• Barrel/wood aromas - If the aroma has wood, smoke, vanilla, roasted nuts, or caramel the wine has probably been conditioned in new oak barrels.

    The type of oak, the age of the barrels, the level of char and the way the winemaker has mixed and matched them, barrels can impart a vast array of scents and flavours to finished wines. 

  • The others - Young whites can have a scent reminding you of beer which often come from the yeast.

    Strong honey in sweeter wines is evidence of botrytis, also referred to as noble rot, and is typical for Auslese and Sauternes.

    Chardonnays that sometimes smell like buttered popcorn or caramel is a sign of malolactic fermentation, which converts malic to lactic acids which softens the wine and opens up the aromas.

    Old wines are often more complex and less fruity.

Time to taste

Take a sip and aerate the wine which will also circulates it throughout your mouth. You should expect a range of fruit, flower, herb, mineral, barrel and other flavors and repeat you experience from the aroma, most will follow right along. Start by identifying the flavours you experience and then move on to determine if the wine is balanced, harmonious, complex, and evolved.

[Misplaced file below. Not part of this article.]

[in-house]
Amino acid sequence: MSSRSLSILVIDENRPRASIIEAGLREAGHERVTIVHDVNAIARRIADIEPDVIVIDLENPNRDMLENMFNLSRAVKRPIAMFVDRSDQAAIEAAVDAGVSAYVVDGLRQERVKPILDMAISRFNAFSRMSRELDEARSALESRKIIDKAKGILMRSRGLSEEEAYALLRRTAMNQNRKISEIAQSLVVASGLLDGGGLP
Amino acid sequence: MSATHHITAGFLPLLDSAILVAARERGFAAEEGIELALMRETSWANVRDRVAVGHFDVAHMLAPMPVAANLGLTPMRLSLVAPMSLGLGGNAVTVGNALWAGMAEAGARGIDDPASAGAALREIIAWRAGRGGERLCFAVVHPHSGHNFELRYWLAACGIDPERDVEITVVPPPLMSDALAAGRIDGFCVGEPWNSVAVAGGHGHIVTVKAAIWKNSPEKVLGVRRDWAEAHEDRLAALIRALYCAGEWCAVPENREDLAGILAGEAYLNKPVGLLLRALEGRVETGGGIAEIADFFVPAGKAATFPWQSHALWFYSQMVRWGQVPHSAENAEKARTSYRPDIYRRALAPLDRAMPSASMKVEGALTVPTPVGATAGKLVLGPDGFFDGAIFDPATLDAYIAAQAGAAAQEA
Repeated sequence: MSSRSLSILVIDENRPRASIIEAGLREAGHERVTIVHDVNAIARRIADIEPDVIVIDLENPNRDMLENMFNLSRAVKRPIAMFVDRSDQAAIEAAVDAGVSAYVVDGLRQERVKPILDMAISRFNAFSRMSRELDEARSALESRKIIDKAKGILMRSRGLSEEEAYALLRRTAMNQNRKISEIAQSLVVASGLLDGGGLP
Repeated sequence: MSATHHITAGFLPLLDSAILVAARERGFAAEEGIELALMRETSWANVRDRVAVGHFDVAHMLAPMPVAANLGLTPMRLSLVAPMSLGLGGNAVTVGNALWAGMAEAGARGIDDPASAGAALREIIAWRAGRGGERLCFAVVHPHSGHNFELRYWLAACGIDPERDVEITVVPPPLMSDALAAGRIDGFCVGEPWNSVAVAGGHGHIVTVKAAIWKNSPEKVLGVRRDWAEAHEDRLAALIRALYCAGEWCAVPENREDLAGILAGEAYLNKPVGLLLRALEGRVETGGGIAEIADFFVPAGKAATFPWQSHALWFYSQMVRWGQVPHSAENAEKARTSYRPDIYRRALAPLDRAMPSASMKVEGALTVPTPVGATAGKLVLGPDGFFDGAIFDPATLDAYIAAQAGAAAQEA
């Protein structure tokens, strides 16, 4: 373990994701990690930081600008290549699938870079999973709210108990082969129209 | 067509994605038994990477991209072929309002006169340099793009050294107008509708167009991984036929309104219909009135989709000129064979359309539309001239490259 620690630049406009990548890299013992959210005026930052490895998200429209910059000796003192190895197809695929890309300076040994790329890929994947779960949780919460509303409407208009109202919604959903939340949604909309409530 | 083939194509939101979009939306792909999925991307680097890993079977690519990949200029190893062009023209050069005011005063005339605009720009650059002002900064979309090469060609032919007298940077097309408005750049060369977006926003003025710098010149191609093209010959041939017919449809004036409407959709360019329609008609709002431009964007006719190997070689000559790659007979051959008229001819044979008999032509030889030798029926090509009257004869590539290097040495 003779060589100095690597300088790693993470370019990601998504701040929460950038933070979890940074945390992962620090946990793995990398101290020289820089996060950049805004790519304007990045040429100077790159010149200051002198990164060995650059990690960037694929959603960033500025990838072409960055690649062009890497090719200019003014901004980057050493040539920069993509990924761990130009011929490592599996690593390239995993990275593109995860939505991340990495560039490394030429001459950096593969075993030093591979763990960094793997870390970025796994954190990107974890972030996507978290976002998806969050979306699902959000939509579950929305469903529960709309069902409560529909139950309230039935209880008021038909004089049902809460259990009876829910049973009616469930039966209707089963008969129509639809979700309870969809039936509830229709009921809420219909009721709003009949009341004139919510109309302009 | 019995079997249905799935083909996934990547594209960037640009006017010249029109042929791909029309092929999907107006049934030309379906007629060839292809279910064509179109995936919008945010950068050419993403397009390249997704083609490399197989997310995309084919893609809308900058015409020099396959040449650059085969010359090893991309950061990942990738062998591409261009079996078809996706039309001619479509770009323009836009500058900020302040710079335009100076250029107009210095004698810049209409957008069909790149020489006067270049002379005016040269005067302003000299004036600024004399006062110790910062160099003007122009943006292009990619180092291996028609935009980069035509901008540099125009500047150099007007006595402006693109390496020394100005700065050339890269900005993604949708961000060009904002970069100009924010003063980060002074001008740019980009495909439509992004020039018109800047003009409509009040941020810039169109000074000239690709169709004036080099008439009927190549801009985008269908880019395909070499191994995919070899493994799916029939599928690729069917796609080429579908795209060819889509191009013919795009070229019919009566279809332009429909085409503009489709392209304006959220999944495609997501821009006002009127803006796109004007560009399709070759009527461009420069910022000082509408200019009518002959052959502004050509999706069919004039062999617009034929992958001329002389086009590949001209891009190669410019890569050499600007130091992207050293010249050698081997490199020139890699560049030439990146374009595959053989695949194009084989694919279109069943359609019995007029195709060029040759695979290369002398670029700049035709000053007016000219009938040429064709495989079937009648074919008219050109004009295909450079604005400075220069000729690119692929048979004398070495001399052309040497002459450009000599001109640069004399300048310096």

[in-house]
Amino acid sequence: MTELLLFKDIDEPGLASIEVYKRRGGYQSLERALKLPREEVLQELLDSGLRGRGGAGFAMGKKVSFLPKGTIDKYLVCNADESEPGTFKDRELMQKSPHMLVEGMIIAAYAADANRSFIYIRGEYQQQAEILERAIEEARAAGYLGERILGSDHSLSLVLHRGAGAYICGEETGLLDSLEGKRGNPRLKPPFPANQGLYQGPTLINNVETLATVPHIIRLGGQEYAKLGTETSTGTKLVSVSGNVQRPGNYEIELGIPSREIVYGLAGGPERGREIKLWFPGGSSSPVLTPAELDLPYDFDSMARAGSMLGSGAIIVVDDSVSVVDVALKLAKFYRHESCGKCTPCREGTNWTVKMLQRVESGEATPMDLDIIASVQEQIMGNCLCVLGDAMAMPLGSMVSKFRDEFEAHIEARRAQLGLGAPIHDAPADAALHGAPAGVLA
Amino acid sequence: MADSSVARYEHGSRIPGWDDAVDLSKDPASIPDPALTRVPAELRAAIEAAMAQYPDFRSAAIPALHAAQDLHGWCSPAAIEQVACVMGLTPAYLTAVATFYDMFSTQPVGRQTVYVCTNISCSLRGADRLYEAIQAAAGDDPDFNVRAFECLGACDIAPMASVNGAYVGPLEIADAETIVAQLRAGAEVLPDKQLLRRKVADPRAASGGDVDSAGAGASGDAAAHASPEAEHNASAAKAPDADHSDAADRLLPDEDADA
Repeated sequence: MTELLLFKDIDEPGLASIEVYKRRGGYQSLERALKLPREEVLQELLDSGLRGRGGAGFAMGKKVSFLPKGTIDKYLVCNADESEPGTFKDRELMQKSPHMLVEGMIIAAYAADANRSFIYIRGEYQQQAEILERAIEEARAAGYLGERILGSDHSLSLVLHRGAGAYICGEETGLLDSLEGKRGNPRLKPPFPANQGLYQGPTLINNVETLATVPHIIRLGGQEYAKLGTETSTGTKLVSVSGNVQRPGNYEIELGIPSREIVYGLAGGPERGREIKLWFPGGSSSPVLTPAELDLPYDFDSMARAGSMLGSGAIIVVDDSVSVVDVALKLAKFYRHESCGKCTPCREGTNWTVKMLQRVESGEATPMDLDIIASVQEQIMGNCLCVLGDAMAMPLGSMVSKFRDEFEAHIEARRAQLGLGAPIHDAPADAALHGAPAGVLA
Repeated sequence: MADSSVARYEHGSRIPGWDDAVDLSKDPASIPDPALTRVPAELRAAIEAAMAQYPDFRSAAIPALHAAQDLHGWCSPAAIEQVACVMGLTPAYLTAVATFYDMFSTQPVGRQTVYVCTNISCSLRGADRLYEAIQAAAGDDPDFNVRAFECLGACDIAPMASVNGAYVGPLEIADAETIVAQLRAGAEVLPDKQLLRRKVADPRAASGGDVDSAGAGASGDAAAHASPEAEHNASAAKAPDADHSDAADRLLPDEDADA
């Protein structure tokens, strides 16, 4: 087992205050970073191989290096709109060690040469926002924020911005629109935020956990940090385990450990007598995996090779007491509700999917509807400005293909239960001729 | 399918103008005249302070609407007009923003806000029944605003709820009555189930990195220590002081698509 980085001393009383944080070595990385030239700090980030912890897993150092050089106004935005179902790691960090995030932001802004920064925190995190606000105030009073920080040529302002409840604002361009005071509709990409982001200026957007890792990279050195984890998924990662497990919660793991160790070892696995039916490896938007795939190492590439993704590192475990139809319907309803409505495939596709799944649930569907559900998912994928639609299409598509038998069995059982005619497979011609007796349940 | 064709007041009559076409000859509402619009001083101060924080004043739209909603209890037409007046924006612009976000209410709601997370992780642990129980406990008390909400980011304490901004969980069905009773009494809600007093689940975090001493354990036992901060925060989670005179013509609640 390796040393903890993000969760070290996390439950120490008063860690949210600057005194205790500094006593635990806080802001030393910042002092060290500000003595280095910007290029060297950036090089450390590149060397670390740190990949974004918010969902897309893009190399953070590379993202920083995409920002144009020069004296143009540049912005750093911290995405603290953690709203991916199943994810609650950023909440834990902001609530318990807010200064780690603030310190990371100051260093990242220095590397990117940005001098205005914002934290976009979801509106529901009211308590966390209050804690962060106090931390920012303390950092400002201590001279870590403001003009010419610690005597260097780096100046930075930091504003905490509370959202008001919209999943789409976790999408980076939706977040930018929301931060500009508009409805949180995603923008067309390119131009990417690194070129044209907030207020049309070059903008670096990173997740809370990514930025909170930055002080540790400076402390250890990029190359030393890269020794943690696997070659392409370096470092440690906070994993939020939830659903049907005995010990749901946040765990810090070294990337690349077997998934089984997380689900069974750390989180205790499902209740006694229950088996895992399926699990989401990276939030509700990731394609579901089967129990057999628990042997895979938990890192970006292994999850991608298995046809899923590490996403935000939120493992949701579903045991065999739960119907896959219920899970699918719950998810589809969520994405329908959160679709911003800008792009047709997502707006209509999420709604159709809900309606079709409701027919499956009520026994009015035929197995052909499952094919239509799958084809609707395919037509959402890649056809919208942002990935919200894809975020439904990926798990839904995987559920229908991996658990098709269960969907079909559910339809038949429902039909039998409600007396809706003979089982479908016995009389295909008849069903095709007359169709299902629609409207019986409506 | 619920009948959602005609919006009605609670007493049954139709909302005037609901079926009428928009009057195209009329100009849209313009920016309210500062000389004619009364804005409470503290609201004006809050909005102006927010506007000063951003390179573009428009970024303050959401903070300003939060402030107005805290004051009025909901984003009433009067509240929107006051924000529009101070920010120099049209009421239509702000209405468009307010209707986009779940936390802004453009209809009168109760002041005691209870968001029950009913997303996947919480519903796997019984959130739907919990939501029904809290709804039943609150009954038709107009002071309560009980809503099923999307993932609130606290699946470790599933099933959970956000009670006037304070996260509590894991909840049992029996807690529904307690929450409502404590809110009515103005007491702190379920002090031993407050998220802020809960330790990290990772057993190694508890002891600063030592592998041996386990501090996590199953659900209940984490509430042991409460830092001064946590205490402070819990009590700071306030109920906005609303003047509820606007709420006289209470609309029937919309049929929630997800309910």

• Balance - Balanced wine should have its flavour components in good proportion. We can detect sweet, sour, salty, and bitter.

    Sweet and sour are important components of wine and bitterness often derives from tannin astringency.

    No formula will fit all wines, but balance is key. If the wine is too sour, too astringent, too sugary,  too hot (alcoholic), too bitter, or too flabby then it is unbalanced.

  • Harmony - A harmonious wine has it's flavors proportioned and well integrated. It won't have sharp edged or something that sticks out from other.

  • Complexity - A complex wine flavour changes from the moment you taste it to the moment you swallow.

Once you understand the basic steps of wine tasting, it’s time to experiment on your own. Taking notes is helpful for your understanding of wine. It's time to explore.